Timely dissection of Pakistan before and after Osama
Book: "Pakistan: Before and After Osama"; Author: Imtiaz Gul; Publisher: Roli Books; Pages: 291; Price: Rs.395
The dramatic killing of Al Qaeda chief Osama bin Laden in May 2011 stunned the world, more so since it took place in Pakistan that maintained it knew nothing about the world's most wanted terrorist.
Pakistan, a country that has been savaged by relentless terror attacks in recent years, was left red-faced by Osama being gunned down in Abbottabad town. The killing sparked intense speculation and left behind a host of unanswered questions.
More than a year later, Imtiaz Gul, a Pakistani defence and security analyst, has attempted to answer the dark questions that the world has wanted to know. He has taken a step forward and even tried to look at post-Osama Pakistan.
The well-researched book reiterates that it was a phone call in August 2010 between Abu Ahmed al-Kuwaiti, a key courier for Osama, and an old friend that led US intelligence officials to the high-walled hideout, some 125 km north of Pakistan's capital Islamabad.
The author says the Americans at large have scoffed at the possibility of the involvement of some top Pakistani civilian and military officials in the operations. "For them the thought of prior information to any Pakistani sounded preposterous."
He, however, adds that the mistrust of Pakistanis runs so deep within the American public that "it was hard to inform them even of a commonsensical argument like Why would (US President Barack) Obama risk the lives of 79 SEALs before ensuring their safety on ground?"
While the author's argument does carry Islamabad's viewpoint, it fails to categorically put an end to the question whether the Pakistanis actually knew about it or were completely in the dark as the US says.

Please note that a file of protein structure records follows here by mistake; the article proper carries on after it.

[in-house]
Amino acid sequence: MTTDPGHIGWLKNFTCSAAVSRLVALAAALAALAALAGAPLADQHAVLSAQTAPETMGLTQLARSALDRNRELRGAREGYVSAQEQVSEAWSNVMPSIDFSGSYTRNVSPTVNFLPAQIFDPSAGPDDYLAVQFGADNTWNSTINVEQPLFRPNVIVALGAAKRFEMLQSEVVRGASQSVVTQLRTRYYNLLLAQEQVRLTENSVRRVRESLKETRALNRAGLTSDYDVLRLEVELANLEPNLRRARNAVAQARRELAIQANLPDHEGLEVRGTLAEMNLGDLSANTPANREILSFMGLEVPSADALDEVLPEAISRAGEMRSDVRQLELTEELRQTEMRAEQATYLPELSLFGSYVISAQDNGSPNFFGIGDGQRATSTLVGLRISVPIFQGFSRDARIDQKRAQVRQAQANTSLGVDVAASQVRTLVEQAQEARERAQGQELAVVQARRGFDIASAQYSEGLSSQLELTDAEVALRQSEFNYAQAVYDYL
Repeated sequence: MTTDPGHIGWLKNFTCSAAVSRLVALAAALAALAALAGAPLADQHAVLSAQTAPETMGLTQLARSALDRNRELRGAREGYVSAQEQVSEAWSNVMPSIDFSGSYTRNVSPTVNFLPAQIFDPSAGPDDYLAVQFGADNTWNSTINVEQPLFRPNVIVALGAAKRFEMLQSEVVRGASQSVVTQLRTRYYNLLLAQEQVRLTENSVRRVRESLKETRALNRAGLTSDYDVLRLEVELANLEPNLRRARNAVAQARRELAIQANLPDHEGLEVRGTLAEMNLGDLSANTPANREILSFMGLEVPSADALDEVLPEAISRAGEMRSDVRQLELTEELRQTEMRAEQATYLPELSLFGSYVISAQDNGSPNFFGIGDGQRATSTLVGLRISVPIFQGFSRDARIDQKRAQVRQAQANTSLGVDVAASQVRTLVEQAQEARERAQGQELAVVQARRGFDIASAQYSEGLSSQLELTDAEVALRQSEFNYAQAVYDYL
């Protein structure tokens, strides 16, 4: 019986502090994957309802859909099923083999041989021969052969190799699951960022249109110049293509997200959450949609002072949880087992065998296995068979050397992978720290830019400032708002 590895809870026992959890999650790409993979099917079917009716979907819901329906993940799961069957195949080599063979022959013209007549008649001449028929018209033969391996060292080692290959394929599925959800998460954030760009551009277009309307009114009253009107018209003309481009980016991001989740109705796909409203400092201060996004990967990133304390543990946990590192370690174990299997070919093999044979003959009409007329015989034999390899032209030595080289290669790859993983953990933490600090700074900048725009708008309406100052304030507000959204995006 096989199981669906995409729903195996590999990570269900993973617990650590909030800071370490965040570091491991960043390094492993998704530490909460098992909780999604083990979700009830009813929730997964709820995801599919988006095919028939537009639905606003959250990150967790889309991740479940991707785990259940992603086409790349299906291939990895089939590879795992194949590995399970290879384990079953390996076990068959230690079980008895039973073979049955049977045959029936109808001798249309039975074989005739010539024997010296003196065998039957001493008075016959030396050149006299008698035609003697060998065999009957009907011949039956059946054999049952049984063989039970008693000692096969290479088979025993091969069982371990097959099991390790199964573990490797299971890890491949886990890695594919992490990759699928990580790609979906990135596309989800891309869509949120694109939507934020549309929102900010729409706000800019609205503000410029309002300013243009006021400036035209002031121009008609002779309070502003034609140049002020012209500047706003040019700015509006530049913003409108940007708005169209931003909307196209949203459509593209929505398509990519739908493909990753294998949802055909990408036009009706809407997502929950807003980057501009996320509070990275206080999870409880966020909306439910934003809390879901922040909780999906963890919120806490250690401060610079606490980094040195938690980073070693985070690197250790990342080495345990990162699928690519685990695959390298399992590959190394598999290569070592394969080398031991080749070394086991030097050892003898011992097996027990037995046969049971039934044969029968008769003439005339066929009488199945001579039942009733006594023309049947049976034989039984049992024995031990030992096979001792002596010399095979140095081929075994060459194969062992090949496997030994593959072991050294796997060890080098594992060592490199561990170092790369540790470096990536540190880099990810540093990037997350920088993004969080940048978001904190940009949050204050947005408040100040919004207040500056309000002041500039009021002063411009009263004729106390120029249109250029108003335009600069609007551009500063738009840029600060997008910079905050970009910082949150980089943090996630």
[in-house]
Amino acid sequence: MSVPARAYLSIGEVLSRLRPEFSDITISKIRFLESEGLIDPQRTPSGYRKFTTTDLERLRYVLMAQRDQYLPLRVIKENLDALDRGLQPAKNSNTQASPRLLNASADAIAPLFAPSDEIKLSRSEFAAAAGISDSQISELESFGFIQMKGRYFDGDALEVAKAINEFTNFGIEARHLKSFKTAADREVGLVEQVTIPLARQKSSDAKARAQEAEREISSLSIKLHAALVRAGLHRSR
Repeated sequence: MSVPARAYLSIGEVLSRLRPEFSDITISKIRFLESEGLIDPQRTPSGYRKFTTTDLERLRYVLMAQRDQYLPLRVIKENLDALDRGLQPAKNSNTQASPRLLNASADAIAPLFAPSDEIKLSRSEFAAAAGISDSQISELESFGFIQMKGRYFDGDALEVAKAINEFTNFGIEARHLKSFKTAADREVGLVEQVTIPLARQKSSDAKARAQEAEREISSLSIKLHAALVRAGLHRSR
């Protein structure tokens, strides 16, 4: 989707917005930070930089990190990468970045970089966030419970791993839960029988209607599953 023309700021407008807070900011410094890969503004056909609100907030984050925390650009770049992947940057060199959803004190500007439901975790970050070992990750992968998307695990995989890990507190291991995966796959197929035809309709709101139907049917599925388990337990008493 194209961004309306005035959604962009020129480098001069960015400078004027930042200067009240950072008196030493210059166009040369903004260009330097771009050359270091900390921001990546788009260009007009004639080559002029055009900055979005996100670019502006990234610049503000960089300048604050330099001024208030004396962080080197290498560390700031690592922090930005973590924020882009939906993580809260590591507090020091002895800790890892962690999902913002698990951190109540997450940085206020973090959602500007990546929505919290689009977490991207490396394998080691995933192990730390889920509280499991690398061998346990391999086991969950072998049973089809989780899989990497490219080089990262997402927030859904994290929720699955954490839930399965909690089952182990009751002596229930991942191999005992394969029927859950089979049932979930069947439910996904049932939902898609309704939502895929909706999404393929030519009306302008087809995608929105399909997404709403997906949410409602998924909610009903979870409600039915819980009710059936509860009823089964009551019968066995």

Gul points out that like other Islamists who took part in the Afghan war, Osama's armed resistance sought to install an Islamic superpower by replacing the dominant players in the international political order.
"Regardless of who turned Bin Laden into a hero, he certainly created and propagated a different, radical worldview that continues to influence people all over - from the Arabian peninsula to Europe to the Americas - evident from the arrests of excessively brainwashed followers of Bin Laden."
Looking ahead, the book says that just as the search for Osama has been a preoccupation for the past decade, the whereabouts of his successor Ayman al-Zawahiri are now likely to engage the US and Pakistani intelligence.
But where could al-Zawahiri be hiding today?
"The city that would most suit him and provide him the peace he needs to strategize his takeover is Islamabad," says the author, who adds that "it will be no surprise if American or Pakistani intelligence were to scoop him from Rawalpindi or Islamabad one day."
The book dwells on the rocky Pakistan-US ties and says that different geo-strategic objectives and mutual mistrust continue to cloud the relationship. "Divergent views on the endgame in Afghanistan have also kept rocking the CIA-ISI relationship and resulted in turf wars between the two agencies."
On the way ahead for its ties with the US, Gul notes that Pakistan's relationship is likely to remain bumpy and "fraught with possibilities of occasional altercations that at times spark fears of an armed conflagration as well".
The author frankly says that rather than "emulating a ten-time bigger India, Pakistan needs to drastically improve government and management of utilities...National strength rests in internal political and economic stability and not in borrowed nuclear technology or money".
Post-Osama, Pakistan faces a double whammy -- on the one hand, the US-led world looks at it with suspicion and, on the other, the country has lost over 40,000 of its citizens and security personnel in terror strikes.
Calling for an urgent civilian-military consensus, the author fears that in the absence of a clearly defined foreign policy, and a drastic review of its main contours, "Pakistan's frictions and fracas with the US, India and Afghanistan will keep causing upsets".
(Rahul Dass can be contacted at firstname.lastname@example.org)